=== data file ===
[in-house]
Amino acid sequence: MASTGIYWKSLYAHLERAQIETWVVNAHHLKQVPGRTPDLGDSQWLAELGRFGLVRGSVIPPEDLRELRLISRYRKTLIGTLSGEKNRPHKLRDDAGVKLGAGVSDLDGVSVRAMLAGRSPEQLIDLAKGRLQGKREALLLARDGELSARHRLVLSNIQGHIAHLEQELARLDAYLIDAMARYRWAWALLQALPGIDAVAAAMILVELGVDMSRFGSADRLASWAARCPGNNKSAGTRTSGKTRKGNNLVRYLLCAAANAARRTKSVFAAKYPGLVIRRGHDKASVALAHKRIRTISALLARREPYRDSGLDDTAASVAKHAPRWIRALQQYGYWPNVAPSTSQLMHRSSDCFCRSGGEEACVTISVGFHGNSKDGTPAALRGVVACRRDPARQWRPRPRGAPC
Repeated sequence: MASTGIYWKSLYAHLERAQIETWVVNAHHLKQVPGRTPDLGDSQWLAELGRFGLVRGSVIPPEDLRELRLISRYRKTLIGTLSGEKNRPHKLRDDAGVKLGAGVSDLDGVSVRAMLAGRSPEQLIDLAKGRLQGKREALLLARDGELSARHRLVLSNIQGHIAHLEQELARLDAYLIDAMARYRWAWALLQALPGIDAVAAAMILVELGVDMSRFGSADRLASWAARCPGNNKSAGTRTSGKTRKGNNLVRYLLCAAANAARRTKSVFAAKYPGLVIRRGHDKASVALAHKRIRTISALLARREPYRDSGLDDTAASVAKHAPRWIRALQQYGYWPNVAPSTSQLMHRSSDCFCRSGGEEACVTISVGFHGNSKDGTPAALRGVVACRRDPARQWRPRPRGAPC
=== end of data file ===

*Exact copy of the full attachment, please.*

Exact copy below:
[in-house]
Amino acid sequence: MASTGIYWKSLYAHLERAQIETWVVNAHHLKQVPGRTPDLGDSQWLAELGRFGLVRGSVIPPEDLRELRLISRYRKTLIGTLSGEKNRPHKLRDDAGVKLGAGVSDLDGVSVRAMLAGRSPEQLIDLAKGRLQGKREALLLARDGELSARHRLVLSNIQGHIAHLEQELARLDAYLIDAMARYRWAWALLQALPGIDAVAAAMILVELGVDMSRFGSADRLASWAARCPGNNKSAGTRTSGKTRKGNNLVRYLLCAAANAARRTKSVFAAKYPGLVIRRGHDKASVALAHKRIRTISALLARREPYRDSGLDDTAASVAKHAPRWIRALQQYGYWPNVAPSTSQLMHRSSDCFCRSGGEEACVTISVGFHGNSKDGTPAALRGVVACRRDPARQWRPRPRGAPC
Repeated sequence: MASTGIYWKSLYAHLERAQIETWVVNAHHLKQVPGRTPDLGDSQWLAELGRFGLVRGSVIPPEDLRELRLISRYRKTLIGTLSGEKNRPHKLRDDAGVKLGAGVSDLDGVSVRAMLAGRSPEQLIDLAKGRLQGKREALLLARDGELSARHRLVLSNIQGHIAHLEQELARLDAYLIDAMARYRWAWALLQALPGIDAVAAAMILVELGVDMSRFGSADRLASWAARCPGNNKSAGTRTSGKTRKGNNLVRYLLCAAANAARRTKSVFAAKYPGLVIRRGHDKASVALAHKRIRTISALLARREPYRDSGLDDTAASVAKHAPRWIRALQQYGYWPNVAPSTSQLMHRSSDCFCRSGGEEACVTISVGFHGNSKDGTPAALRGVVACRRDPARQWRPRPRGAPC